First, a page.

Putting this weakness into writing has forced me to face it directly.  I have come to realize that if 2,500 athletes brave the water each and every year for the past 13 years and not one has been killed by a shark a jelly or anything other than the unfortunate reality of a situational drowning (two people in Ironman and 1 in the Gulf Coast tri since 2006),  I would say that I am in as good a position for survival as every other swimmer out there.  I do not consider myself at special risk for an attack of anything or that I am the weakest swimmer as I know that I am not.  The reality is one that is frank and comforting:  we are all there in the same conditions, with the same day ahead of us.

I am coming to grips with what an ocean swim means, and knowing what is ahead of me has actually comforted me in a way.  The swim will be exciting, it will be nerve wracking, and when I come out of the brine after my  2.4 mile stretch with 2,499 of my closest friends I will have conquered the biggest of all of my fears.  I AM GOING TO CONQUER MY FEARSI felt the need to restate that with a more positive spin. ;-)

This whole process is making Trout Lake look like my bath tub, and I honestly cannot wait to go for a dip!

With that, I bid a wonderful weekend!  Make good things happen!

Thursday, November 10, 2011

Ironman: For the Über-Fit or the Über-Dedicated?

Ironman posted the volunteer and highlight videos last night up on YouTube.  I watched both videos and even though I was there in person as painfully captured in the volunteer video [side-note: yikes I looked rough that morning!], watching the two videos really captures the essence of what Ironman is about. 

Giving Back

Over 3,000 volunteers work at an event of this magnitude in order to make it happen.  They are everywhere handing out to every single athlete water, food, encouragement, hugs, handshakes, and high-5's.   I never realized how labor intensive a race of this magnitude is.  Logistically speaking, Ironman is huge.  Well beyond 140.6 miles of course, 2,500 athletes, and 3,000+ volunteers.   After volunteering in two slots this past weekend,  I now see not only the importance of volunteers but the importance in volunteering my time to give back to the sport that saved my life.  It really was something to be even just a small part of some people's day. 

To Win is to Finish

Ironman is not an exclusive sport for the über-fit person.  I have been shy of attempting an Ironman because I am overweight and fear that I would not have the ability to cross the finish line.  My dear friend Ranger told me two years ago when discussing Ironman Florida for the first time that it was not about where I was at the start of the journey, but where I was going to end up.  I told him that I could never do an Ironman because I was overweight to what I considered IM standards and I was just not that person.  He told me bluntly;  well don't you think you'll lose weight training?  Why discount yourself before you even try?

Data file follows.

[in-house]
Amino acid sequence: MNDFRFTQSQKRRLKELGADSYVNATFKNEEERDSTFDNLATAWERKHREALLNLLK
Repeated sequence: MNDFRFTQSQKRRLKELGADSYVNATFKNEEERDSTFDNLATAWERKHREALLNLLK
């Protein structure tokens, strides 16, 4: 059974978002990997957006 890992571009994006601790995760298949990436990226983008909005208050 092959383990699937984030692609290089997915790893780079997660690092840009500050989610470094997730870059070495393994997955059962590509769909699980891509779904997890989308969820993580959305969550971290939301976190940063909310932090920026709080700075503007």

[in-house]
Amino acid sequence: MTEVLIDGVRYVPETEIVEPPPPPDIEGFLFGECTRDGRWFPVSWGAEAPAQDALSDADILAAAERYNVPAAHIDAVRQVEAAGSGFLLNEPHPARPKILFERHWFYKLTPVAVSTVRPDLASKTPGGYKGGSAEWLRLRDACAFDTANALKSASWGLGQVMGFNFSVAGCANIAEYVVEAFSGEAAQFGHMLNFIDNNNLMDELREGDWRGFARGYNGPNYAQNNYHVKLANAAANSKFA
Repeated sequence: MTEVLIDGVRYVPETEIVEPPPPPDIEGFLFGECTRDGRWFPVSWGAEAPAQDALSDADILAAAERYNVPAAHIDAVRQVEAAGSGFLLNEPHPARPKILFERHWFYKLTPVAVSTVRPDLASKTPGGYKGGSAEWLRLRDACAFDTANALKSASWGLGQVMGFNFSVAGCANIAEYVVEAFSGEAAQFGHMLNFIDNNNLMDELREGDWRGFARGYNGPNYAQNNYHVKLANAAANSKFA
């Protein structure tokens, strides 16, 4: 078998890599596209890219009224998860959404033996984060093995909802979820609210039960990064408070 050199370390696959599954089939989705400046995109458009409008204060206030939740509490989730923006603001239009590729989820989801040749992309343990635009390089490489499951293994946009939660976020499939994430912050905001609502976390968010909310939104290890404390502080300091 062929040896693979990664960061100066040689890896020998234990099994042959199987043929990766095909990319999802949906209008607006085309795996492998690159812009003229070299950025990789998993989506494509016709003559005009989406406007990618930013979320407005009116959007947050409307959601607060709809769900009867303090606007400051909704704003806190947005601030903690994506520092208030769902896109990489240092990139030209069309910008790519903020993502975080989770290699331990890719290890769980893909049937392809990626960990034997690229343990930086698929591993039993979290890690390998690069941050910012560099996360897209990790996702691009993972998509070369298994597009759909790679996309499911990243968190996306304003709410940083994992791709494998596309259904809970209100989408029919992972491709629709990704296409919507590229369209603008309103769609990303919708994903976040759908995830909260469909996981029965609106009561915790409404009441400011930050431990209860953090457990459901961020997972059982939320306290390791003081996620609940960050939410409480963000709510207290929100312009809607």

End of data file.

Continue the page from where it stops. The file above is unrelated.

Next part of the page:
Yeah, why? 

He called me out on my self-deprication, but I just did not see it that way.  Ranger has this uncanny ability to see through people's BS and realize their potential.  We call him the kool-aid man because we often think of him as crazy, but honestly, he is a truth seer.  He knows his potential and his ability and he is extremely driven in what he does.  So, Dave, if you are reading this - thank you for your support in everything. 

I realize now that I was playing into my insecurities and as I have a tendency of doing, I stopped myself before I even started.  I realize now that my ability was not the concern.   I know that I have the ability to swim 2.4 miles, to ride 112 and to run a marathon.  It goes beyond that though.  Determination.   Desire.  Perseverance.  This is the true meaning of Ironman.  As their motto say's "To win is to finish".  I need to not be afraid to start.  And after this weekend, I am no longer afraid. 

I have the determination, the passion, the excitement, and the knowledge.  I have a coach to guide me and help me align myself to the best possible position for success.  The 140.6 mile victory lap is going to be my reward for a year of hard training and training hard.  I finally have the faith in myself that is required to undertake such a feat. 

Enjoy the videos!  I know that I did! 

Tuesday, November 8, 2011

Personal Truth

I think that everyone should experience the Ironman race at some point.  Not necessarily as an athlete, but as a spectator or better yet, a volunteer. 

I chose to volunteer at two positions one at the start, one at the finish.  I wanted to experience first hand the excitement from beginning to end of those special 17 hours.  Before the race, Annelise and I would meet or see people and get their stories.  Volunteers, past and current participants, locals, spectators, you name it we met them.

This was key as it allowed us to work off some nerves, to cheer on some athletes directly, and to really learn what the race is about to so many people.  And did we ever see people.  From the elite racers to those on a personal journey to health, and every single type in between.  There were those without limbs.  Those with extra pounds to lose.  Those with no pounds to spare. The common thread?  They were all, each and every one of them, athletes.  They put in the work.  This was the dream.  Be it to finish, to finish at a particular time, or to qualify for Kona, a dream was in front of 2500 people that morning.